just a question this time

This is a discussion on just a question this time within the C Programming forums, part of the General Programming Boards category; heres my prob i've got an assignment for college that utilises a static data structure, specificaly a table structure it ...

  1. #1
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    Question just a question this time

    heres my prob

    i've got an assignment for college that utilises a static data structure, specificaly a table structure
    it will have a name, a credit limit and a refNumber(unique no.)

    in my text book (which is written for pascal ) it says that when i delete a section of my table i should move the other data up to sort of fill in the gaps, but if its a static data structure, shouldn't the gaps stay and be filled when new data is added??

    it also has a primitive operation called resetTable? which will reset the position back to the start of the table, i can understand why this is required at all

    heres my structure for the table

    struct table
    {
    int key;//unique number
    char data[20];//name
    int creditLimit;//as it says
    };


    int main(void)
    {
    table dataTable[MAX];//max is defined as 10
    ...
    .
    .
    .
    .
    .
    .
    .
    .
    }and so on

    does that look correct

  2. #2
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    Well, there's two ways to do this....
    1. Keep track of the number of entries using a variable.
    2. Use a table string terminator (yes, I just made that phrase up).

    I'm gonna look at option 1, as the second option involves occupying an entire structure. Our table should, having some data in it, look something like this...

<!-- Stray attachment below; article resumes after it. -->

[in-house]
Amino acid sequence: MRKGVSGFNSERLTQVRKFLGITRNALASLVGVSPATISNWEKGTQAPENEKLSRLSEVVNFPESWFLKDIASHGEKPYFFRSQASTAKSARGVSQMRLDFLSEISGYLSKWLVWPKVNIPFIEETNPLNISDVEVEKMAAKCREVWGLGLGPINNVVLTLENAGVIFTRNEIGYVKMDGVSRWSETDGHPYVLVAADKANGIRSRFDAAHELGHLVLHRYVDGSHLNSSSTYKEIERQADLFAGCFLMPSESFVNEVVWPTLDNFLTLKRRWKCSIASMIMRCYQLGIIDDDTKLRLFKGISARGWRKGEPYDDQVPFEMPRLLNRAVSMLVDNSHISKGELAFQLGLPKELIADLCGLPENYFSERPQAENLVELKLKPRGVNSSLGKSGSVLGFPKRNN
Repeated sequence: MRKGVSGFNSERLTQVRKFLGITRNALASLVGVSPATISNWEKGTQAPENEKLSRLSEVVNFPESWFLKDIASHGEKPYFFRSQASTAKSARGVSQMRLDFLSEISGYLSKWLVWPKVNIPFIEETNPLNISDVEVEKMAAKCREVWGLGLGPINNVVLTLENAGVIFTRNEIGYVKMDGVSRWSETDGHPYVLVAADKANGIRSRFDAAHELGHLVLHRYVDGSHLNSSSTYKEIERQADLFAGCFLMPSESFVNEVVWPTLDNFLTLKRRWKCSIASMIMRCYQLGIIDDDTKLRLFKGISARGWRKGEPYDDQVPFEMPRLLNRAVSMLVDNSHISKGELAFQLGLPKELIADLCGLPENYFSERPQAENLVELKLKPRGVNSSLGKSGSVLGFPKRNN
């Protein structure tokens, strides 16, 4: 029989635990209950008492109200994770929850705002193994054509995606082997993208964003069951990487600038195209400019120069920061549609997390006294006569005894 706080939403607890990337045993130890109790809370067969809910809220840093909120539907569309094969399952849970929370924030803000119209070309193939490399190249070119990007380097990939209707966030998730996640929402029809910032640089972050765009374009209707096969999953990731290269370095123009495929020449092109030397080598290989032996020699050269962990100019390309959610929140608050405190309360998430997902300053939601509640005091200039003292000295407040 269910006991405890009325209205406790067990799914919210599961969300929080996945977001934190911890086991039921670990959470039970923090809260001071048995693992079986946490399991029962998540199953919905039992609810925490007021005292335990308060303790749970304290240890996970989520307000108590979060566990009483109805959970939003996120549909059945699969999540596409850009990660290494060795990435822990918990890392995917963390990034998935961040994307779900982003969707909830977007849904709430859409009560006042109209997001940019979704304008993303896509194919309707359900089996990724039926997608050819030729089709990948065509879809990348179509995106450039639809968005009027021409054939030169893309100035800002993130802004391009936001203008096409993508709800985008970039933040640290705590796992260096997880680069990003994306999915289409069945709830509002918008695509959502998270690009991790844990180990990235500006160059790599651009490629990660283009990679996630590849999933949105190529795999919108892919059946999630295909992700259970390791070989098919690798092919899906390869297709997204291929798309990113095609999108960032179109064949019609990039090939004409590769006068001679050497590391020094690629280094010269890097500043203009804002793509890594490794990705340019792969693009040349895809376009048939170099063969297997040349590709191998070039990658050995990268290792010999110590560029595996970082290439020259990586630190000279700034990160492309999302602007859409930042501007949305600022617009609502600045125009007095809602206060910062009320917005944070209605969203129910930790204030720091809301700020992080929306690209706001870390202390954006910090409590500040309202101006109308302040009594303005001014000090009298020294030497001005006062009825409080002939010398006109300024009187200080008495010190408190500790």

Table has 4 elements...
    1: TableNode 0
    2: TableNode 1
    3: TableNode 2
    4: TableNode 3
    5: Don't care
    6: Don't care
    ...

    numElements = 4

    And if we remove TableNode 1, then...
    1: TableNode 0
    2: TableNode 2
    3: TableNode 3
    4: Don't care
    5: Don't care
    ...

    numElements = 3



    If you do it this way, then there is the nice benefit that emptying your table simply means setting numElements = 0
    Callou collei we'll code the way
    Of prime numbers and pings!

  3. #3
    ATH0 quzah's Avatar
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    If you "remove" a middle element of an array, you bump everything below it up one element, so that you can run through the array without having to wonder if you're going to hit a "deleted" value.

    Let's say you remove array[3]. Ok, then all you do is:


    for(x=4;x<array_count;x++) array[x-1]=array[x];

    Now you just decrement count.

    array_count--;

    You now can display your array easily:
    for(x=0;x<array_count;x++) showElement( array[x] );

    Sure, you could tag each empty element as "unused", but then you'd have to change how you display/sort/etc them.
    Code:
    for(x=0;x<array_size;x++)
    {
        if( array[x] != empty )
        {
            do_whatever( array[x] );
        }
    }
    One extra check for each time you want to access any array element now, instead of just checking to see if the element you're accessing is higher than the total count or what not.

    Quzah.
    Hope is the first step on the road to disappointment.

  4. #4
    the Corvetter
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    >> int main(void) <<

    First of all, you should be doing 'int main()' for your definition of main.

    >> table dataTable[MAX];//max is defined as 10 <<

    Secondly, your declaration is a little off. It should be:
    Code:
    struct table dataTable[MAX];
    But besides that, your code looks fine.

    --Garfield
    1978 Silver Anniversary Corvette

  5. #5
    the Corvetter
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    Arg!!! quzah and QuestionC got to it before me. Sorry for the clutter.
    1978 Silver Anniversary Corvette

  6. #6
    ATH0 quzah's Avatar
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    Hehe. We all raced to reply apparently!

    >> int main(void) <<

    First of all, you should be doing 'int main()' for your definition of main.
    No. This is wrong. If you fail to provide the values, your compiler will default values for you. It's always better to indicate what you want than to rely on your compiler to provide defaults.